Monday, July 19, 2010

An Excess Of Intelligence


... that's not what you would expect from the U.S. government, but the Washington Post has done a study that strongly indicates exactly that. From the study itself:

A hidden world, growing beyond control 

By Dana Priest and William M. Arkin

The top-secret world the government created in response to the terrorist attacks of Sept. 11, 2001, has become so large, so unwieldy and so secretive that no one knows how much money it costs, how many people it employs, how many programs exist within it or exactly how many agencies do the same work.

These are some of the findings of a two-year investigation by The Washington Post that discovered what amounts to an alternative geography of the United States, a Top Secret America hidden from public view and lacking in thorough oversight. After nine years of unprecedented spending and growth, the result is that the system put in place to keep the United States safe is so massive that its effectiveness is impossible to determine.

The investigation's other findings include:

  • Some 1,271 government organizations and 1,931 private companies work on programs related to counterterrorism, homeland security and intelligence in about 10,000 locations across the United States.

  • An estimated 854,000 people, nearly 1.5 times as many people as live in Washington, D.C., hold top-secret security clearances.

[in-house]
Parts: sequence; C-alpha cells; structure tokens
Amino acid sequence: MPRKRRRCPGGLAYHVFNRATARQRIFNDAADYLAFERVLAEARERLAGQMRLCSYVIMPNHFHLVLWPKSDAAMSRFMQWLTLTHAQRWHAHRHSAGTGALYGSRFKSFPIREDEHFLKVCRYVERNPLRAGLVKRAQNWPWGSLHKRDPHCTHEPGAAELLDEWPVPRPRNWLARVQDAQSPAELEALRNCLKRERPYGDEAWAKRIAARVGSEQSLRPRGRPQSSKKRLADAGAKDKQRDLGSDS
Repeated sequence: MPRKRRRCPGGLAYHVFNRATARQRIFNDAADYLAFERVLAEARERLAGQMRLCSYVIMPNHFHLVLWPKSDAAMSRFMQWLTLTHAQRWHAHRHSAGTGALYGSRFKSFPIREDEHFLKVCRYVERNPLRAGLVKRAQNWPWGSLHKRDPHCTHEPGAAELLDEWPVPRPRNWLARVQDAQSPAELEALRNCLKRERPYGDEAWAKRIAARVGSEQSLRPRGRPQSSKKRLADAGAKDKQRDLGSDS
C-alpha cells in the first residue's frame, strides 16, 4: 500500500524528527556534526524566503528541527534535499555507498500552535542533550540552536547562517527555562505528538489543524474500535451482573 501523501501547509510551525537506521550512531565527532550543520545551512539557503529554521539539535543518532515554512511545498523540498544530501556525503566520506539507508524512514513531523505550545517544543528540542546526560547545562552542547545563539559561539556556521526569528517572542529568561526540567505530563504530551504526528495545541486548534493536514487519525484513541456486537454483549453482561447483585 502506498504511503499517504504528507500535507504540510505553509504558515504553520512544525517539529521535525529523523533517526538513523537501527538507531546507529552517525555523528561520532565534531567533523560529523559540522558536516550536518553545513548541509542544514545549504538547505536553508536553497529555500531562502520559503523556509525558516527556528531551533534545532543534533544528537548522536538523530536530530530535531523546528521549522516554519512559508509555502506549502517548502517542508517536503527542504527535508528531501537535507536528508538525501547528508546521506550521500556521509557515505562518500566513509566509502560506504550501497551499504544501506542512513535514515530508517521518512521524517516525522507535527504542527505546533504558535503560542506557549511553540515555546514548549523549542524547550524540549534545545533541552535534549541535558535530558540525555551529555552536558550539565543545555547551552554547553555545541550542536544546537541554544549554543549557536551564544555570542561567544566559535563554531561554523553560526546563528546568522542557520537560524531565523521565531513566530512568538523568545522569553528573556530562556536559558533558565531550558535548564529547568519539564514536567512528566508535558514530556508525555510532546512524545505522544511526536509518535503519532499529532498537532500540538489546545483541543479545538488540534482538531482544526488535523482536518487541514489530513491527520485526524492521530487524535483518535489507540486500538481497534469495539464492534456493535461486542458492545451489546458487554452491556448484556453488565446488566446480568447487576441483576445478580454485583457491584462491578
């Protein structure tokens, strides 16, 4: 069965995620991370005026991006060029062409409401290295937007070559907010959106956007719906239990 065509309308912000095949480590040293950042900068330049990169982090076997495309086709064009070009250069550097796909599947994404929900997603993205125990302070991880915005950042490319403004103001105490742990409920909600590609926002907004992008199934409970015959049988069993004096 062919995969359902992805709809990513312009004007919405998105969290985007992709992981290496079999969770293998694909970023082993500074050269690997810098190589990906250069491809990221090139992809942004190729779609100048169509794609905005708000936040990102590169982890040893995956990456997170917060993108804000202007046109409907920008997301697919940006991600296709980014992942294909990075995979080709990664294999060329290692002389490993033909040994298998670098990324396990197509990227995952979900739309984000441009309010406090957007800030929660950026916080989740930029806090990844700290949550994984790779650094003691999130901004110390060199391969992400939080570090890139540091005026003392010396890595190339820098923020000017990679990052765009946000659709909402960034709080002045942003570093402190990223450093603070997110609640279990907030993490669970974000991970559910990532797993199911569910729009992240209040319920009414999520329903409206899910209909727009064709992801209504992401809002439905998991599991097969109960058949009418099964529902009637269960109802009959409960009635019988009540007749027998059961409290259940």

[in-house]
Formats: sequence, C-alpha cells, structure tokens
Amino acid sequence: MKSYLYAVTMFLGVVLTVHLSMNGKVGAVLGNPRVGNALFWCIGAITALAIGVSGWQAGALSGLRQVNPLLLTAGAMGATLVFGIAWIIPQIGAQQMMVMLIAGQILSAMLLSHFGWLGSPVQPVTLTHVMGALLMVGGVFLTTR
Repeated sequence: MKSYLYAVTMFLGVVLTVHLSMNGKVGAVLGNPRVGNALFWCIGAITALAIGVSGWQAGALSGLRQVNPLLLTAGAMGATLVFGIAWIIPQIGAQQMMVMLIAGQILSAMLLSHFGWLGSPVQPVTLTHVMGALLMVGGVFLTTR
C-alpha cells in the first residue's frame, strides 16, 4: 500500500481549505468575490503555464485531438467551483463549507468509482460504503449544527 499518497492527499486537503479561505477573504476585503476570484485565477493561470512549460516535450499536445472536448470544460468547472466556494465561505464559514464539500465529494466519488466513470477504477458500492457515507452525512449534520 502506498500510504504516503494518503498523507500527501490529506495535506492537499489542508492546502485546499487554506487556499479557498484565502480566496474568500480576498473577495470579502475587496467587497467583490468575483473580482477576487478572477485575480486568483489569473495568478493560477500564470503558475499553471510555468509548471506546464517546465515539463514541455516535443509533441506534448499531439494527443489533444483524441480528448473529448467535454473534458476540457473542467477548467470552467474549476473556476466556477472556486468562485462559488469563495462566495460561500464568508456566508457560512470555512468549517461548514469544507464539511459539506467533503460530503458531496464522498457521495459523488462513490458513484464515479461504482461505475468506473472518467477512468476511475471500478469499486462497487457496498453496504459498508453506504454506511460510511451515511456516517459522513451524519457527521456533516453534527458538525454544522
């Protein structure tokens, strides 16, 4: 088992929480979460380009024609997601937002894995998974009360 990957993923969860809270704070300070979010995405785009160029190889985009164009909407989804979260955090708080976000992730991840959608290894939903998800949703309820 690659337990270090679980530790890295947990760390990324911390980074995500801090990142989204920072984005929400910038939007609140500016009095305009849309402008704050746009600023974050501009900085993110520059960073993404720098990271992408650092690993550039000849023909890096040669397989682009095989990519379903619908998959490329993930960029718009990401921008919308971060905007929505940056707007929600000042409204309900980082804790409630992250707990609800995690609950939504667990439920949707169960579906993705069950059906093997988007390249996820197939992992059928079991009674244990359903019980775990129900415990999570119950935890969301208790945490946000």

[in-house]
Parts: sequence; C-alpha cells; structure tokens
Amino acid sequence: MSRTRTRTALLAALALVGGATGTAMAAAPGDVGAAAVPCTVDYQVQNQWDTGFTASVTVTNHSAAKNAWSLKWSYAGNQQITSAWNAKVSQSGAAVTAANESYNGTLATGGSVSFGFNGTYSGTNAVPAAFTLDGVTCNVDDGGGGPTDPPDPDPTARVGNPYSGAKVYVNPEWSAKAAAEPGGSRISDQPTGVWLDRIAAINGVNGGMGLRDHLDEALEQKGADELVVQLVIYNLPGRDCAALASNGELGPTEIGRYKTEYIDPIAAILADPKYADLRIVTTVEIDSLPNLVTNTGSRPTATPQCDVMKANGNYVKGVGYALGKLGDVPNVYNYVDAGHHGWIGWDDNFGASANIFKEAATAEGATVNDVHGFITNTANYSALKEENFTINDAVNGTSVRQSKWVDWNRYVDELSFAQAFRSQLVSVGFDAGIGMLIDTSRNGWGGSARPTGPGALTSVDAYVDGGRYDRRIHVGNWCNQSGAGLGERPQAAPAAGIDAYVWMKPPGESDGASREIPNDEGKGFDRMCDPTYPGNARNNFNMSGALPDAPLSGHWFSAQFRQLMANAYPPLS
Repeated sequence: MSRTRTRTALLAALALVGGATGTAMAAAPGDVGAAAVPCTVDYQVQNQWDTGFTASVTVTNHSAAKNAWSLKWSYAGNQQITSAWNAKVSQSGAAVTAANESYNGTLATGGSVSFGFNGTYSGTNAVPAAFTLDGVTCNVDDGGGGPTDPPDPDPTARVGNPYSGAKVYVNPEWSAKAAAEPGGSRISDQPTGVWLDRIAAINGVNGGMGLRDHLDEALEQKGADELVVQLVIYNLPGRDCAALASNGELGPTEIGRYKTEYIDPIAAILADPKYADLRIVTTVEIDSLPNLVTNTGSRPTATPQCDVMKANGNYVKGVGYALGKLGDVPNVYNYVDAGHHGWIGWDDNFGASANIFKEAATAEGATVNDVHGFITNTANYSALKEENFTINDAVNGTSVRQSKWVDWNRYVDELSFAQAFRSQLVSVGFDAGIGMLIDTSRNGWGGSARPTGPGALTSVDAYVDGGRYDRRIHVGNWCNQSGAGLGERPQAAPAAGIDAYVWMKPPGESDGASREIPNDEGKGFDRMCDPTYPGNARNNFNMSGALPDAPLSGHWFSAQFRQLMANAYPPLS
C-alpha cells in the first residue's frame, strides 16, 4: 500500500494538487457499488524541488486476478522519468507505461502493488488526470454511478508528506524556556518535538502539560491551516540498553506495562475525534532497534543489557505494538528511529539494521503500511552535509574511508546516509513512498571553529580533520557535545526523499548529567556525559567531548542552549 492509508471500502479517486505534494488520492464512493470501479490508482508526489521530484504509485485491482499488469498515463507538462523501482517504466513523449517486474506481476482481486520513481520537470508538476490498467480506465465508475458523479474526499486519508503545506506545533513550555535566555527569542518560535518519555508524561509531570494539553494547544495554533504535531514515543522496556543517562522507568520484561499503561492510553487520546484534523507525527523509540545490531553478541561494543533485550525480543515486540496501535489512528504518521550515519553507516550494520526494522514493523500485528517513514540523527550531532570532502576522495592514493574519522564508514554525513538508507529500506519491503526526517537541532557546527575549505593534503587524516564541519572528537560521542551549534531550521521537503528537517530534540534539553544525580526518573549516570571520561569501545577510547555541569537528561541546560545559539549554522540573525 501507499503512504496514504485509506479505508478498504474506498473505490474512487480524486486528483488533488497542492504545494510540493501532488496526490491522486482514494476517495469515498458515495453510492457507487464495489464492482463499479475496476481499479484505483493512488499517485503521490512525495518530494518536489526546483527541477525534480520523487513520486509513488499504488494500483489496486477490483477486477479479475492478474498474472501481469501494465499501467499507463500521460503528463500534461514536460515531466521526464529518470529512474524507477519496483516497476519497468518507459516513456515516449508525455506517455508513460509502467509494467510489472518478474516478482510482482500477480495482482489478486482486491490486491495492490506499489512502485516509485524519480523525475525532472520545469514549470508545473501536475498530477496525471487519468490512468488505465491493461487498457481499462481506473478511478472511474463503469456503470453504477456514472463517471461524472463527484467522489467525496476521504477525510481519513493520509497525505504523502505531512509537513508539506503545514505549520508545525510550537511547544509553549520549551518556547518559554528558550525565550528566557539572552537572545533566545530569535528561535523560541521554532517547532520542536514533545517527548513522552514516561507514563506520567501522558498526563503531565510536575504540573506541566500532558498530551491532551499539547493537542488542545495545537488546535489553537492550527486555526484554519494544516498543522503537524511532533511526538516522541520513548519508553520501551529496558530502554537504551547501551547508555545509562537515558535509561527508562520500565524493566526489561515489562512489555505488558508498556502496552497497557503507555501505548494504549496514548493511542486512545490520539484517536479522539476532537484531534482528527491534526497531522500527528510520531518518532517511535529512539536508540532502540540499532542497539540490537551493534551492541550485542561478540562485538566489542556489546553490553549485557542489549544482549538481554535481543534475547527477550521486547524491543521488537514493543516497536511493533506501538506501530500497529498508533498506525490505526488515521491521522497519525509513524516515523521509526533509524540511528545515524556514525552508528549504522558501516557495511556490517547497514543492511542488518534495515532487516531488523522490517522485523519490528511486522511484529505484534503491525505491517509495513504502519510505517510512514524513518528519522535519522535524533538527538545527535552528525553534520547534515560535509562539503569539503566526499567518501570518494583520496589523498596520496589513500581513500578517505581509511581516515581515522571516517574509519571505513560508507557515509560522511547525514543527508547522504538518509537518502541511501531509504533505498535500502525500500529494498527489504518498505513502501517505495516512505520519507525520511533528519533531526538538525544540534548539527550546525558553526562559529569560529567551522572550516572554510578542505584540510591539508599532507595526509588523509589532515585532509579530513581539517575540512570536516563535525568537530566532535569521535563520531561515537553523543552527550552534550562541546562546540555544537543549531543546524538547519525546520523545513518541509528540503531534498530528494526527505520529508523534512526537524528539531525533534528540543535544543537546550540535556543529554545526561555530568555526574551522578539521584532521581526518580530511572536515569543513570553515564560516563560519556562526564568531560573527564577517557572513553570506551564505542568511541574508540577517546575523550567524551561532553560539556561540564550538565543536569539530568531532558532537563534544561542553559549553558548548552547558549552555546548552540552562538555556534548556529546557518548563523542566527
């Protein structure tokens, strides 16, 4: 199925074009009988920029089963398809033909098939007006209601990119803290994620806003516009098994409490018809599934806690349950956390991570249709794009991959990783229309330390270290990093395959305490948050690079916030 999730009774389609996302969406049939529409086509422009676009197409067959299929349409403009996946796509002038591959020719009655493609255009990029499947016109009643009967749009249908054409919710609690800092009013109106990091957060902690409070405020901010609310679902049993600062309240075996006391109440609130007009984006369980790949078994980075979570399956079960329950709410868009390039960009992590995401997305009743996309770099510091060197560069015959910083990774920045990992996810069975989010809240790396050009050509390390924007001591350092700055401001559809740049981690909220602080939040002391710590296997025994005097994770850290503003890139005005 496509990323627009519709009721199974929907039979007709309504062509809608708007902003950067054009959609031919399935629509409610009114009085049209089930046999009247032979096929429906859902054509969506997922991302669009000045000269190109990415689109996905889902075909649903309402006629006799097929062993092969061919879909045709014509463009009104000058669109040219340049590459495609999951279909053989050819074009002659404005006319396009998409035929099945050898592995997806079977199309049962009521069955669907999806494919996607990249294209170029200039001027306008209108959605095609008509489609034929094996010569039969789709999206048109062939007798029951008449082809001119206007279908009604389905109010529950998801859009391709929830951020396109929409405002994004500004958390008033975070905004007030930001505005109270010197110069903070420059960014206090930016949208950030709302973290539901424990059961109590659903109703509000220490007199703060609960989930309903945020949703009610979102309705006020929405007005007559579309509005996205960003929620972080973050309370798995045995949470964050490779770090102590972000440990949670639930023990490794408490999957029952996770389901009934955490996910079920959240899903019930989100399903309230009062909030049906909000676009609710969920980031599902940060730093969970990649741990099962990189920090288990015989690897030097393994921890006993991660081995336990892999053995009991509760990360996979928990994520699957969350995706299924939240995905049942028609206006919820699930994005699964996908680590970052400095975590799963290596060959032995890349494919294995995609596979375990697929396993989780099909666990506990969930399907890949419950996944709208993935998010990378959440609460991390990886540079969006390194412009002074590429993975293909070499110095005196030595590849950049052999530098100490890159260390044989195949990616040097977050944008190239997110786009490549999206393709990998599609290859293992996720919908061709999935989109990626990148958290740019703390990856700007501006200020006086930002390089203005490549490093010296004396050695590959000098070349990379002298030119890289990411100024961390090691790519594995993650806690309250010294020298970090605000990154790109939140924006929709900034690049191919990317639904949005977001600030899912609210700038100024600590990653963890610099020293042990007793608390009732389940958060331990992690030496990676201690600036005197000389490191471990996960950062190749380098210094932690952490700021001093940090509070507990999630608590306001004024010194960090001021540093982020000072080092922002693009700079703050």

• In Washington and the surrounding area, 33 building complexes for top-secret intelligence work are under construction or have been built since September 2001. Together they occupy the equivalent of almost three Pentagons or 22 U.S. Capitol buildings - about 17 million square feet of space.

  • Many security and intelligence agencies do the same work, creating redundancy and waste. For example, 51 federal organizations and military commands, operating in 15 U.S. cities, track the flow of money to and from terrorist networks.

  • Analysts who make sense of documents and conversations obtained by foreign and domestic spying share their judgment by publishing 50,000 intelligence reports each year - a volume so large that many are routinely ignored.
If you read this blog, none of this will surprise you... not that I've reported it in detail; Ms. Priest has the skills and resources to do that... but that from the Bush era forward, our government has been obsessed with an improper and, to appearances, deplorably badly run mission to collect information about everyone on everything. Everyone. Everything. You know I'm not exaggerating. Read the report, but swallow your coffee first.
UPDATE: please note the ACLU's analysis of this article.


  1. I sure as hell am not surprised. It is a logical result of the insane paranoia that followed 9/11. Not to mention it gives a lot of hucksters a chance to feed at the public trough with no accountability.

  2. fallenmonk, I'm not sure we can attribute all of it to 9/11. Decades before 9/11, I remember reading of people of the J. Edgar Hoover school of thought who would have created just this sort of security apparatus if they had the technology at their disposal... and if they could get away with it. Now those sorts of people seem to be asking "who's gonna stop me?" and the answer from a fear-ridden America is "not I sir; oh no; go right ahead; I don't need my rights."

    I am disgusted.



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